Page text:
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Mustang rides again with new model at age 50

After 50 years of production, Ford Motor is hoping the Mustang still has the horses (and horsepower) to draw car buyers into the showroom.

The newest version of the pony car was unveiled in six cities around the world on Thursday, and while the model has historically been identified with American buyers, its new version will be sold across the globe for the first time. The automaker's executives said they believe the iconic brand's popularity will help it attract attention in a more competitive global market.

"People have been waiting for this vehicle," said CEO Alan Mulally.

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What stands out about the 2015 Mustang is that its stance is lower and wider, with wheels that are pushed out farther. At the same time, the new version includes many of the styling cues the pony car has long been known for, including the fastback spoiler.

2015 Ford Mustang
Source: Ford Motor Co.
2015 Ford Mustang

The base model comes with a 1.7-liter V-6 engine, but customers can also opt for one with 2.3-liter EcoBoost engine or a 5.0-liter V-8 engine.

In short, it will have the power Mustang owners will be seeking.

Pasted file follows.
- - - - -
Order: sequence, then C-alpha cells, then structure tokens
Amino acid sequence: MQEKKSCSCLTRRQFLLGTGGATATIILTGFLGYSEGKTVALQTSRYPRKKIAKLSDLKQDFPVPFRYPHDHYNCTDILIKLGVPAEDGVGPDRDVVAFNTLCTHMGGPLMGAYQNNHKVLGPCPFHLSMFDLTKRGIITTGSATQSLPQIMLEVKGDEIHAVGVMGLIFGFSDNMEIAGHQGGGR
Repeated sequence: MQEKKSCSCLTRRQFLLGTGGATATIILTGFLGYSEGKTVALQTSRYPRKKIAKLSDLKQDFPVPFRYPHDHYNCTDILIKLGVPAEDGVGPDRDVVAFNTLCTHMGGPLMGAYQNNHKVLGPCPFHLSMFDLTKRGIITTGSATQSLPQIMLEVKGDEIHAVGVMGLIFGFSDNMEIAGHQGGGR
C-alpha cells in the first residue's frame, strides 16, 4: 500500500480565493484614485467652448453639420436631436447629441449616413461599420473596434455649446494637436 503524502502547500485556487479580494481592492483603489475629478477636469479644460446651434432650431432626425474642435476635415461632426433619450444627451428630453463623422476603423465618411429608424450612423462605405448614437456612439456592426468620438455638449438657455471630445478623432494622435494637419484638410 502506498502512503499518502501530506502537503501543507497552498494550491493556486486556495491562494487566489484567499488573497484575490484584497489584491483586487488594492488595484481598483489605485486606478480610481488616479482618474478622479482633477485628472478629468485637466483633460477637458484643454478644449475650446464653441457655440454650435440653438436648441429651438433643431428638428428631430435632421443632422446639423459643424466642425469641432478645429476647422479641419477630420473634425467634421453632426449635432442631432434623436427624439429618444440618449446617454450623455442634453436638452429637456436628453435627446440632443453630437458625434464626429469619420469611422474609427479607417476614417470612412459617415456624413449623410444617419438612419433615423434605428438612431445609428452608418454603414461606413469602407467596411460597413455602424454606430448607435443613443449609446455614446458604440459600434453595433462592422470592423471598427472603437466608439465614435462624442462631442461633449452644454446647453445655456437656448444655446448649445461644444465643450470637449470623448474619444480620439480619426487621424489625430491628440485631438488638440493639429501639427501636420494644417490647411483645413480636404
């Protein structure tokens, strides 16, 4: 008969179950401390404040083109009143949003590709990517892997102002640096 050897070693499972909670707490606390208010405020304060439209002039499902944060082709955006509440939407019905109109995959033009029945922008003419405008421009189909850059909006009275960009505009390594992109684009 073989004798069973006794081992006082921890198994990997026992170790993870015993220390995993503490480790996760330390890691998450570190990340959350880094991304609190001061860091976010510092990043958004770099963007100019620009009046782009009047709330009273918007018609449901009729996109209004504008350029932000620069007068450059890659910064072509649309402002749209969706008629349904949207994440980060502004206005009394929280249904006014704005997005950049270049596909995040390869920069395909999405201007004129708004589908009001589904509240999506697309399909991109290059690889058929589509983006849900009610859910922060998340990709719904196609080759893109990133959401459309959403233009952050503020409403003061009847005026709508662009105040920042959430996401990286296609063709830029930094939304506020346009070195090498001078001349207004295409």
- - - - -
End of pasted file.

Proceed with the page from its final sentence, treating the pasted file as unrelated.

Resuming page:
Over the last 50 years, the Mustang has become a legendary model, but making an aging nameplate a halo car is a challenge.

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The carmaker was careful not to set sales targets for the new Mustang, but it believes the car has so much name recognition (the Mustang Facebook page has more than 5 million fans) that global sales will be strong.

That's one reason why Ford included Shanghai as one of six cities where the car was being unveiled. The others are New York, Dearborn, Mich., Los Angeles, Barcelona and Sydney. The Mustang will go on sale in China in 2015.

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Ford has sold more than 9.2 million Mustangs since the first one came out in 1964. During those first years, the car was a smash hit, with more than a half million sold in 1965 and 1966, respectively. Since then, sales have trailed off, with more than 100,000 models sold annually during most of the '90s. This year, Ford has sold 71,149 Mustangs.

—By CNBC's Phil LeBeau. Follow him on Twitter @LeBeauCarNews.

Questions? Comments? BehindTheWheel@cnbc.com.

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  • Phil LeBeau is a CNBC auto and airline industry reporter based in the Chicago bureau and editor of the Behind the Wheel section on CNBC.com.

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